3. Section 28(3), Income-tax Act, vests the power on the Income-tax Authorities to impose ft penalty for concealment of income or improper distribution of profits. Sub-section (3) of Section 28 says:

'No order shall be made under sub-section (1) or sub-section (2) unless the assessee or partner, as the case may be, has been heard, or has been given a reasonable opportunity of being heard.' The notice under Section 28(3) that was actually sent to the assessee on 10-1-1944 is worded as follows:

'To

Messrs. Srilal Sagarmal, Sambalpur,

Whereas in the course of the proceedings before me it appears to me that you have, without reasonable cause, failed to furnish the return under Section 22(2), I hereby call upon you to show cause in writing, or in person at my office at Cbaibassa on 10-2-44, why a penalty under Section 28 should not be imposed.

Sd/-

B. Sen, Income-tax Officer.'

The question for determination is whether the above notice calling upon the assessee 'to show cause in writing or in person' as to why a penalty under Section 28 should not be imposed, is sufficient compliance with the language employed in Section 28(3). That sub-section is explicit and mandatory in the words used. It says

'No order shall be made. . ...unless the assessee has been heard or has been given a reasonableopportunity of being heard.'

What the Section contemplates is a hearing by thetaxing authority or an opportunity to the assesseeto be heard.

The Tribunal seems to be of the opinion that there is no difference either in language or in spirit, between what the Section contemplates and what the Income-tax Officer has done. A person may show cause in writing without being present; but it is obligatory on the Income-tax Officer to hear him or give him an opportunity of being heard. It should also be noticed that the assessee has been given the option of either sending his explanation, or being present in person while showing cause.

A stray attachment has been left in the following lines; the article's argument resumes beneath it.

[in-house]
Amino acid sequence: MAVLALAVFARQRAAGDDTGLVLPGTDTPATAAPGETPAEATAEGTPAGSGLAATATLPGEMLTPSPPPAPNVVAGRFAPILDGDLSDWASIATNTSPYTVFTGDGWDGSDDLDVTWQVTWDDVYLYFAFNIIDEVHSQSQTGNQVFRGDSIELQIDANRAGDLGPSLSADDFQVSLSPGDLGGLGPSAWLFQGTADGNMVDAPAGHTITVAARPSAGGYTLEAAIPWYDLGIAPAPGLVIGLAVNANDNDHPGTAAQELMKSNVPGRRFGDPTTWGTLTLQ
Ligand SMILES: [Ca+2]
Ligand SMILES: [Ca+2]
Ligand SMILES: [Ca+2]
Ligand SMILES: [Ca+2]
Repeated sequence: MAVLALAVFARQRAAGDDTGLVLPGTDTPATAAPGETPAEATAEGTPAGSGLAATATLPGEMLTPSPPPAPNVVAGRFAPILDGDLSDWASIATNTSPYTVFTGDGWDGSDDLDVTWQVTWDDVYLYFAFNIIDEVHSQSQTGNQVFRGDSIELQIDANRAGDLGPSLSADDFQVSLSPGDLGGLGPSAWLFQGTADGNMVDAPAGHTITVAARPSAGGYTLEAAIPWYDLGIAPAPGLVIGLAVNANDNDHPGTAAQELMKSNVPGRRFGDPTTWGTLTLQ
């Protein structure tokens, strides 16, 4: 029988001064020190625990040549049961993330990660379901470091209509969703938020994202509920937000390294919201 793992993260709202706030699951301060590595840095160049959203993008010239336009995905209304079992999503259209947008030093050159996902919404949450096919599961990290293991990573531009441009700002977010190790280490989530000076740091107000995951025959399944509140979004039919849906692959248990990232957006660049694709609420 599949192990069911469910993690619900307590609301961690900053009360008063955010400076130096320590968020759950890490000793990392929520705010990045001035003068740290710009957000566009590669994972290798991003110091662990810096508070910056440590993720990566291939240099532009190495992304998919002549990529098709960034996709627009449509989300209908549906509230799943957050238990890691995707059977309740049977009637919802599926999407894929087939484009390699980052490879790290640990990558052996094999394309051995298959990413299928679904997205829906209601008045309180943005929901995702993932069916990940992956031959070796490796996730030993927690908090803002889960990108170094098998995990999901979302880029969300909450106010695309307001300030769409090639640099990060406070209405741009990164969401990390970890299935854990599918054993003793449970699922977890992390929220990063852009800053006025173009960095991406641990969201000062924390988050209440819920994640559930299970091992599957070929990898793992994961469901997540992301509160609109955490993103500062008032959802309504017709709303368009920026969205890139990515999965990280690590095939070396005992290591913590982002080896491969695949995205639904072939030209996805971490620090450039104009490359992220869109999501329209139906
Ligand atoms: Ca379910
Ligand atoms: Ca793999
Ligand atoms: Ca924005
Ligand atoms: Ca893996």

Where the assessee sends his explanation bypost the Income-tax Officer may or may not apply is mind to that explanation and impose the penalty none the less; if the Officer does so, he clearly offends both the language and the spirit of the provisions of Section 28(3l). That sub-section as I have already pointed out contemplates a hearing. This being a penal provision, a strict compliance with the language of the same should be proved. The Court has to see that what is made penal is within the plain meaning of the words and will not allow any circumvention or departure from their plain meaning.

4. I would also like to point out that different words are used in the different Sections of the Act, to express clearly what was intended. A reference may be made to the first proviso to clause (h) of sub-section (3) of Section 31. That proviso says that the Appellate Assistant Commissioner shall not enhance the assessment or the penalty unless the appellant has had a reasonable opportunity of showing cause against such enhancement. The second proviso says :

'Provided further that at the hearing of any appeal against an order of an Income-tax Officer, the Income-Tax Officer shall have the right to be heard either in person or by a representative.'

It must be noticed that the right to be heard involves the idea of showing cause, while opportunity to show cause need not necessarily mean theright to be also heard. Again sub-section (4) of Section33 similarly says that

'the appellate tribunal may after giving both parties to the appeal an opportunity of being heard, pass such orders thereon as it thinks fit.......'

Having regard to the difference in the language used by the Legislature in the different Sections of the Act, I have no doubt in my mind that what is contemplated in Section 28(3) is a hearing.

5. In the circumstances of the present case it is not denied that the assessee was not given a hearing or afforded a reasonable opportunity of being heard. It must accordingly, be held that there has been no compliance with the mandatory provisions of Section 28(3). The order of the Income-Tax Officer levying a penalty un the assessee is ultra vires and must be set aside.

6. We accordingly hold that the assessee is pot liable to pay any penalty, and the order of the Income Tax, Officer dated 25-4-1945 levying Rs. 450/- on the assessee as penalty should be set aside. The penalty, if already paid, shall be refunded to him. The assesses shall have the costs of this application. Hearing fee Rs. 100/-.

P.V.B. Rao, J.

7. I agree.